I can’t decide if this is the WORST…or the BEST time to be a brand-new teacher. Over the past few weeks I have visited with dozens of first-year educators struggling to get their “sea legs” during an unprecedented – and tumultuous – start to the semester.
Novice teachers regularly grapple with the challenges posed by new curriculum, classroom management, and fostering relationships with students, families, and colleagues.
This year the pandemic is creating even more turbulence in the form of social distancing mandates, wonky school schedules, sanitization of classroom materials, and the need for flexible instruction and assignments that can pivot between face-to-face and remote learning environments.
For those of you feeling tossed to and fro in the stormy seas of instruction – be you new or seasoned sailors – know that stability and success are more likely to be attained if we focus on a few key elements this fall.
It is crucial for each of us to notice – but not to panic – when our learners arrive in our classrooms missing essential prerequisite skills.
The reality is that the last several months of COVID-induced scrambling and duct-taped instruction have created a situation in which most students are coming back to school with a wide array of learning gaps.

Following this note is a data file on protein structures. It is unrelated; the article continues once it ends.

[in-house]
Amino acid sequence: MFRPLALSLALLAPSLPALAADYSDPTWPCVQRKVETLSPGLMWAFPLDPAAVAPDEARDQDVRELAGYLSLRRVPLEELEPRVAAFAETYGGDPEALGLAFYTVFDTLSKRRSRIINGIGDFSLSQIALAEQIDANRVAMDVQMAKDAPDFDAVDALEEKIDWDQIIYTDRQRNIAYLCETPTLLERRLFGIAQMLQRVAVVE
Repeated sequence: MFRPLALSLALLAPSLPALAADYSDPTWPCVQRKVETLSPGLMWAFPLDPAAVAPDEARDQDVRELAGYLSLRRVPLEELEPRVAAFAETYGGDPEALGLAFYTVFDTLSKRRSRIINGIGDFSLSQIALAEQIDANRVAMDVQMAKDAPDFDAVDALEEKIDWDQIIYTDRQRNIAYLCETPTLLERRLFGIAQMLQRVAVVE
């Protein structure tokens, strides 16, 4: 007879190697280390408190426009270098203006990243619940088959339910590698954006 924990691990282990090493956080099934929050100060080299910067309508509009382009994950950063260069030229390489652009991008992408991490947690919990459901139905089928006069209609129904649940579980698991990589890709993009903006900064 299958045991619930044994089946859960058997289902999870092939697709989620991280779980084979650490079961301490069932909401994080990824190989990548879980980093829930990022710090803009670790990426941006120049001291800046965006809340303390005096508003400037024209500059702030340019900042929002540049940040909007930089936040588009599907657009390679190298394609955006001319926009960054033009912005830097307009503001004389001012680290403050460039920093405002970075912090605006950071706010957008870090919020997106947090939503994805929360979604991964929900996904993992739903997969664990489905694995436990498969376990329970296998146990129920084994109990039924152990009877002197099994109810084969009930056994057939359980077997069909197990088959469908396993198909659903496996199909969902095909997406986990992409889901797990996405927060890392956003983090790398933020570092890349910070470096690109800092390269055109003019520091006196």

Our job is to start off the school year by working with our colleagues to identify potential gaps using the following steps:
Doing so allows teachers to focus instruction and assessment on the most essential, prerequisite skills rather than spending several weeks or even months remediating in an effort to get students “caught up.” Covering everything that was missed is neither possible or necessary.
Let’s use the story of Mr. Thomas as an example…
He and his colleagues agreed that one of the first things Mr. Thomas needs to focus on is helping students demonstrate an understanding of informational texts. Specifically, his students need to be able to cite specific evidence from the text and make inferences from the passage.
When it comes to setting expectations, procedures, and engaging students, it’s important to hit the ground running in the first days of school. The same holds true when it comes to assessing learners’ readiness.
Readiness assessment is any task designed by the teacher to collect evidence of students’ existing knowledge and abilities prior to tackling an upcoming learning experience. Doing so provides critical information about what most needs to be taught and how to differentiate to meet individual leanner needs. For example…
In order to better address his students varied readiness levels, Mr. Thomas wants to know whether and how well his students can cite specific evidence from informational texts and make inferences from a passage.
During the first week of class, he uses CommonLit to select a 7th grade informational passage likely to pique students’ interests. He selects a short informational piece on “herd behavior,” or the tendency of individuals to think and act as a group rather than as an individual.
After a brief introduction to the topic, he asks his learners to take some time to read through the passage and to do their best to answer the questions he has provided them with. Half of the 8 questions provided by Mr. Thomas ask students to cite specific evidence from the article, while the other half require them to make inferences from the text.